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Author Topic: Piezoelectric tires  (Read 8089 times)

Offline sajas

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  • Posts: 1
Piezoelectric tires
« on: November 23, 2011, 01:39:53 AM »
Hi all,

This is my first post here and I am interested in what you think about this:

http://spie.org/x48202.xml?ArticleID=x48202

 I own electric car with lifepo4 batteries. Can go around 90 kilometers per charge but this would be awesome extension. My question is, could a tire like the one in article really extend the range of my car ?

Second part of question would be, is it hard to make this with right skilled people.

I have some funds I would be willing to crash into this VERY much, but the thing is I my self am not very skilled so any input on this matter would be highly appreciated.

Thanks,

sajas

Free Energy | searching for free energy and discussing free energy

Piezoelectric tires
« on: November 23, 2011, 01:39:53 AM »

Offline Lunkster

  • Jr. Member
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  • Posts: 53
Re: Piezoelectric tires
« Reply #1 on: August 24, 2020, 07:06:47 PM »
I have been thinking about how the forces that occur inside the tire area could be a useful tool for extending the range of an electric car.
In the article link you sent, the Piezoelectric tire produced 4.7 watts.  With four tires on the car it would not even produce 20 watts.  I have a Chevy Bolt that has a range of 228 miles from a 60 kilowatt battery.  These tires would not extend the range very far for the money I would need to pay for four tires.  Maybe there is other ways to use the forces created in the tire that would produce a lot more electrical energy.  The problem is that weight, added resistance in the tire rotation created by these devices, maintenance and increased cost to the vehicle all need to be calculated into the equation of doing something like this.  There does seem that someone may have an idea taping into the forces that are going on inside of the tire that could increase the range of the vehicle enough without the issues I have described though a different technological approach to this challenge other than Piezoelectric tires.  Have you looked into shock absorbers that would generate electrical energy for the car?   

I think it is great that you are looking at ways to make products more efficient with new ways of doing things!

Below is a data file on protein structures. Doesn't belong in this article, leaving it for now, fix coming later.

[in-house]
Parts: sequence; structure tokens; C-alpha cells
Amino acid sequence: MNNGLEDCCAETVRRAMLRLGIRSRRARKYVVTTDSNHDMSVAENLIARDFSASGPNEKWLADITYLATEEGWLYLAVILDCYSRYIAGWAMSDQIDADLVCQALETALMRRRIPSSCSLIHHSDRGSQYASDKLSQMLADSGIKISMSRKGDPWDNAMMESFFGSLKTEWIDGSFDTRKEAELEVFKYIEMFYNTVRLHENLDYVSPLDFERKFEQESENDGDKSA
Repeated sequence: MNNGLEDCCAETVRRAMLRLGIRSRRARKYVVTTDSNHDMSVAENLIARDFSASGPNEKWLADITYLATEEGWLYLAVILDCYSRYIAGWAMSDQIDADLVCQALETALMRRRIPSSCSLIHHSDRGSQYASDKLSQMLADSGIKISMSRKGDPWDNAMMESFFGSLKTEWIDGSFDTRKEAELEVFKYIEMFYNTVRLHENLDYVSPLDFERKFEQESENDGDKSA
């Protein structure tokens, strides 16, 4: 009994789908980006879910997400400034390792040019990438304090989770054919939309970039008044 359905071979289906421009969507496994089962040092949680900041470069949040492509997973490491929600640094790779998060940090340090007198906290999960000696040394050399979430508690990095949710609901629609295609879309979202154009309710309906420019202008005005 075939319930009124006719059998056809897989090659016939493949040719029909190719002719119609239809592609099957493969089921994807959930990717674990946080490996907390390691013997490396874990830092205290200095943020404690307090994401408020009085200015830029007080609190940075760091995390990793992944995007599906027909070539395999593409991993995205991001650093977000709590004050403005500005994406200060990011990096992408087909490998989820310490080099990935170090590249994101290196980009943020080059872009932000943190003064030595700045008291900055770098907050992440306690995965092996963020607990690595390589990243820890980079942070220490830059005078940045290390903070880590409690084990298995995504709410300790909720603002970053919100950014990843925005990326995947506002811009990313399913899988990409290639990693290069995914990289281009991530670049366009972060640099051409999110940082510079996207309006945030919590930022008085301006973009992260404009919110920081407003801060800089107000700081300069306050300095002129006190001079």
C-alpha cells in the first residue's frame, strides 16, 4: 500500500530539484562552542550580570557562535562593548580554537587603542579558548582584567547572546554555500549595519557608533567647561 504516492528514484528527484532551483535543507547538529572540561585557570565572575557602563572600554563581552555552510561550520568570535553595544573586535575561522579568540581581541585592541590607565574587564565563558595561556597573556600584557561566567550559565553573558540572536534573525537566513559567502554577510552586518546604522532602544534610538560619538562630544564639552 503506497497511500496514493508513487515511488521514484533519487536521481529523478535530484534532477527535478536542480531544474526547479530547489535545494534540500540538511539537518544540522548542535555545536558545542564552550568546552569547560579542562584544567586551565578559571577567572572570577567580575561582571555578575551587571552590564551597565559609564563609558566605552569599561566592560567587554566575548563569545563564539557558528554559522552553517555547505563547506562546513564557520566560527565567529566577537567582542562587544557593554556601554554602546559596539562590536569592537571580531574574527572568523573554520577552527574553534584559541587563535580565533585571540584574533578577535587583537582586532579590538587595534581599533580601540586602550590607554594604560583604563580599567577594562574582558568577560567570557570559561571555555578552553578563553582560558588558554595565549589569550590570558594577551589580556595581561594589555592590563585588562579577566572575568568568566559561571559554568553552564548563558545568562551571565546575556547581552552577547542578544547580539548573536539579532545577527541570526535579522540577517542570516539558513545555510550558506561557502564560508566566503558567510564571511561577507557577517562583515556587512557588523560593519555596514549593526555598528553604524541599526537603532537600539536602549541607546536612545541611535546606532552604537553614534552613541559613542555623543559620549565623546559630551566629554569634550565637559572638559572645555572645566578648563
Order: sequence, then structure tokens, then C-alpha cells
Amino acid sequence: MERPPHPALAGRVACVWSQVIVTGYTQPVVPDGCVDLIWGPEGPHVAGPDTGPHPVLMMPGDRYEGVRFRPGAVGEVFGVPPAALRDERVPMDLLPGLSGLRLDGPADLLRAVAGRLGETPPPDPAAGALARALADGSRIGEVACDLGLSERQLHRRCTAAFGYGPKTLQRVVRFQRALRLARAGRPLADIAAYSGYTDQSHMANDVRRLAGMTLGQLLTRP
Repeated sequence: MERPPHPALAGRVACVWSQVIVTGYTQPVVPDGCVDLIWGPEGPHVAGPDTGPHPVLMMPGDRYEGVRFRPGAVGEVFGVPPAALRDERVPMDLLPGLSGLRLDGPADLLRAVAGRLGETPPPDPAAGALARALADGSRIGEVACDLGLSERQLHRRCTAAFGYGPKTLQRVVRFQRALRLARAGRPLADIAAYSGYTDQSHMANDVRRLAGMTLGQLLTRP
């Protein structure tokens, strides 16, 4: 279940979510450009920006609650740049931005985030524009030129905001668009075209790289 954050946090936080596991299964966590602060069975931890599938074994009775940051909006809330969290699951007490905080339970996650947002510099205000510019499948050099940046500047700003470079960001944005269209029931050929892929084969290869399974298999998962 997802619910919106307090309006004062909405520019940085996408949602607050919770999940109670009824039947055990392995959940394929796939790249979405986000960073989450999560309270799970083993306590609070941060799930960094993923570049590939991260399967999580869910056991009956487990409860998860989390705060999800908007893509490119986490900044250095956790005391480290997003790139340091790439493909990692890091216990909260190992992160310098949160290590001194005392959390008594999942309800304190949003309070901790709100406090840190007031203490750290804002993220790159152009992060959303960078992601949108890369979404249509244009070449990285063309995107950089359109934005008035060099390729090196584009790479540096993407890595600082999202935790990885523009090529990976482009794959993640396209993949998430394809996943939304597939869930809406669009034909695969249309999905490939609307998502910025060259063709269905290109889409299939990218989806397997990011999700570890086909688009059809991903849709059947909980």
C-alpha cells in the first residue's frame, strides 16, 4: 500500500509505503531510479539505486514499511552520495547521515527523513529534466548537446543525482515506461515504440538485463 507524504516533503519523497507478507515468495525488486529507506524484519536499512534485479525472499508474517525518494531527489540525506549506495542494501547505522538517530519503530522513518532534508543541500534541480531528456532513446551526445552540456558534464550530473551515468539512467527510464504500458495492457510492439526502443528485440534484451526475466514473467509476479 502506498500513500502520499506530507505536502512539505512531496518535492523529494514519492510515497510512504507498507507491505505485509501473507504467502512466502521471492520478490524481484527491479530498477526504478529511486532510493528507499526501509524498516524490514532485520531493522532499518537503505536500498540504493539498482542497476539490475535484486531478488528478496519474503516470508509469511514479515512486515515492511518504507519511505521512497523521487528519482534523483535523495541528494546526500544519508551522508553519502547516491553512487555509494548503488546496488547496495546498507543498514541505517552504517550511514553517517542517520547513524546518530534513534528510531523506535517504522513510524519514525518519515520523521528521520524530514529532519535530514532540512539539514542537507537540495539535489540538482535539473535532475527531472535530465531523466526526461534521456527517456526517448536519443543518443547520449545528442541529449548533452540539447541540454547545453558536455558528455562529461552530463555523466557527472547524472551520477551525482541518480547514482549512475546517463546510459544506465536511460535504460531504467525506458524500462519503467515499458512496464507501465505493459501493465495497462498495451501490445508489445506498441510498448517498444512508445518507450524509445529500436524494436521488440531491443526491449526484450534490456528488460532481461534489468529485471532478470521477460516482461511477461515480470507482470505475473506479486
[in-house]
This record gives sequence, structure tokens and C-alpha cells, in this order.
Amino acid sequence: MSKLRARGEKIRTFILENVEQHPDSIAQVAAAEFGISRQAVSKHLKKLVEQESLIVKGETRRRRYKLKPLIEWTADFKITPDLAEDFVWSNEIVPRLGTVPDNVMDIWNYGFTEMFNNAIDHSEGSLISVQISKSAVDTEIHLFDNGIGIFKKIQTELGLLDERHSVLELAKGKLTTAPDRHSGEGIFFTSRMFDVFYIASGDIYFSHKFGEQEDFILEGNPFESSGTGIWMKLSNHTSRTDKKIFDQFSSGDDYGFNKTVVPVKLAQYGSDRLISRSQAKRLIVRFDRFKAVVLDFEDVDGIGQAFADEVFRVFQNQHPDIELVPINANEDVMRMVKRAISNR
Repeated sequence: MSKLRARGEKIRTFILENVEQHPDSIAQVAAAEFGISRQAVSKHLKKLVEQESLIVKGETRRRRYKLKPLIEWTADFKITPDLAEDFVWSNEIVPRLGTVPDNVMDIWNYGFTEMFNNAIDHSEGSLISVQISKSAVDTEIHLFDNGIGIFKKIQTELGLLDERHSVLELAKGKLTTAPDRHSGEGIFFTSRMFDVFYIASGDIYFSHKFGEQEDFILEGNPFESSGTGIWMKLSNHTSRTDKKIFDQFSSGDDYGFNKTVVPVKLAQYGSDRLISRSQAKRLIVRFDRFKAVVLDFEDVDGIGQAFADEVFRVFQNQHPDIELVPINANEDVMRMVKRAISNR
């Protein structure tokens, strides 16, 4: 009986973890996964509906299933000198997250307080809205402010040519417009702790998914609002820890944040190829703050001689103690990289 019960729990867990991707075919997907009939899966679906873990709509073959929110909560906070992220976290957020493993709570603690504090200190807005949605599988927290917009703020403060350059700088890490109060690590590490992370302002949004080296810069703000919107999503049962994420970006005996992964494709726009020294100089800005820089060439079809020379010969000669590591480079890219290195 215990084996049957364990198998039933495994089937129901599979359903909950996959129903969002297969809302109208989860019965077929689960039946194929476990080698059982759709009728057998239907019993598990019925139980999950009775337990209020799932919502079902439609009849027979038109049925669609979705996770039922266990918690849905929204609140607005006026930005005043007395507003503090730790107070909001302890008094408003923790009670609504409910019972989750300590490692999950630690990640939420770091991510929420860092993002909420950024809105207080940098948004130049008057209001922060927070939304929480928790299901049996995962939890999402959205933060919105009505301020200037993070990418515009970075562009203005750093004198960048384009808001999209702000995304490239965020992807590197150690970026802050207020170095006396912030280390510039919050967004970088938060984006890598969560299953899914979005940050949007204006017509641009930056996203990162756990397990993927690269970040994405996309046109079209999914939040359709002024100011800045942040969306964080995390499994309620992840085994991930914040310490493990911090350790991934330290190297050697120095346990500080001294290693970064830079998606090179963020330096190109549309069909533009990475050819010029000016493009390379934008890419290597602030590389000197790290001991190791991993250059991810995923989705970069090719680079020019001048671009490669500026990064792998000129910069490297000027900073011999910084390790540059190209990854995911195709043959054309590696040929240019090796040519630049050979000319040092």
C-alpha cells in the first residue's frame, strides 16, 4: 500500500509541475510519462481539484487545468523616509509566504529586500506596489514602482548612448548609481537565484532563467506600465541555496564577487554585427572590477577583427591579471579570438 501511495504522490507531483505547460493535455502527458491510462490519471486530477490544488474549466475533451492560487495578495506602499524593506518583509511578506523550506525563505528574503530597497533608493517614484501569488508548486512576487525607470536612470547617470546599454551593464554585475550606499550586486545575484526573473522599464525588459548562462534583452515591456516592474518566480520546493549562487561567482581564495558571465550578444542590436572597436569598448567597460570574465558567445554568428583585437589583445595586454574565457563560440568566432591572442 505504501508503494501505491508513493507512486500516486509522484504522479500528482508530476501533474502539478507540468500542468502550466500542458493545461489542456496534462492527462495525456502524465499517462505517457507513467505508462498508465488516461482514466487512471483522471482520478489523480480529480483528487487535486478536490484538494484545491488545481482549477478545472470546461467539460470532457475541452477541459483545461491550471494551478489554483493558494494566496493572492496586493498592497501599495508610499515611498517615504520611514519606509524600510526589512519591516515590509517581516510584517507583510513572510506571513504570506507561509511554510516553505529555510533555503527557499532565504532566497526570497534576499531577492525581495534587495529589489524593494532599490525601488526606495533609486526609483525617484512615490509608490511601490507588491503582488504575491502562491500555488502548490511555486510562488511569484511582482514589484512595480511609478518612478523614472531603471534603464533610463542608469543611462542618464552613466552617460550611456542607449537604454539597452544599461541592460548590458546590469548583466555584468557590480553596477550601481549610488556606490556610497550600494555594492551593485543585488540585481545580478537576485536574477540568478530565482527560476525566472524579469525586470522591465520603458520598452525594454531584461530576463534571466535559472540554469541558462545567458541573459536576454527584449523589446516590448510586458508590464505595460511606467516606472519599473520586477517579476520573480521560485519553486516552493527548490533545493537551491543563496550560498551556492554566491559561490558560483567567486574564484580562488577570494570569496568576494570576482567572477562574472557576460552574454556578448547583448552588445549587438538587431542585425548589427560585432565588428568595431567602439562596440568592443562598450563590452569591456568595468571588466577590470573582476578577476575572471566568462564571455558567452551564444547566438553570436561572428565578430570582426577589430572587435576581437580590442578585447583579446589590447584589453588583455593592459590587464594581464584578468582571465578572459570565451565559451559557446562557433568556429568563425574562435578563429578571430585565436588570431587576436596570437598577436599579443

The newbee Lunkster

Offline lancaIV

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Re: Piezoelectric tires
« Reply #2 on: August 24, 2020, 07:45:38 PM »
The german company intertronic gresser shows you "shock absorber" technology ,from their patent you will see ancient trials to introduce this method with dis-/advantages,disadvantage mainly financial,low weight cars do not
gain much energy !
Sincerely
OCWL
Btw : 300 miles range by which average weight and velocity versus stated 228 miles per charge conditioning !?

Free Energy | searching for free energy and discussing free energy

Re: Piezoelectric tires
« Reply #2 on: August 24, 2020, 07:45:38 PM »
Sponsored links:




Offline skywatcher

  • Sr. Member
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  • Posts: 365
Re: Piezoelectric tires
« Reply #3 on: August 24, 2020, 10:34:39 PM »
This is my first post here and I am interested in what you think about this:

http://spie.org/x48202.xml?ArticleID=x48202

Complete BS.
The energy which is generated by the piezos has to come from the car's motor... plus some losses.

Offline Lunkster

  • Jr. Member
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  • Posts: 53
Re: Piezoelectric tires
« Reply #4 on: August 24, 2020, 11:50:30 PM »
The german company intertronic gresser shows you "shock absorber" technology ,from their patent you will see ancient trials to introduce this method with dis-/advantages,disadvantage mainly financial,low weight cars do not
gain much energy !
Sincerely
OCWL
Btw : 300 miles range by which average weight and velocity versus stated 228 miles per charge conditioning !?
This is the best I have received without the air conditioning or heater on.  BUT, I live in Wisconsin and drive to Minnesota and in the winter with the heater on I get about 160 miles on the coldest days.  So you are correct to correct me.  The overall mileage I have achieved over a two year period of time is 4 miles per kilowatt.  What do you think of instead of a sun roof I had solar panels on the roof of the car.  Again the car uses so much electrical power, It would take for ever to charge the car.  It would be a good backup for the battery going dead in a remote area.

 Thank you for pointing that out!  Again !,   I am new to this kind of thing

The Lunkster

Free Energy | searching for free energy and discussing free energy

Re: Piezoelectric tires
« Reply #4 on: August 24, 2020, 11:50:30 PM »
Sponsored links:




Offline lancaIV

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Re: Piezoelectric tires
« Reply #5 on: August 25, 2020, 12:22:45 AM »
4 miles per KWh = 155,4 Watth per Kilometer average (all seasons) : average velocity ?

compared

68 Wh per Kilometer,included brake energy recuperation ( without 80 Wh/Km estimation)
by average 25 mph or 40 km-h " velocity"
 as Tesla 100D range record,without AC/heater or other unnecessary consumer !

 

OneLink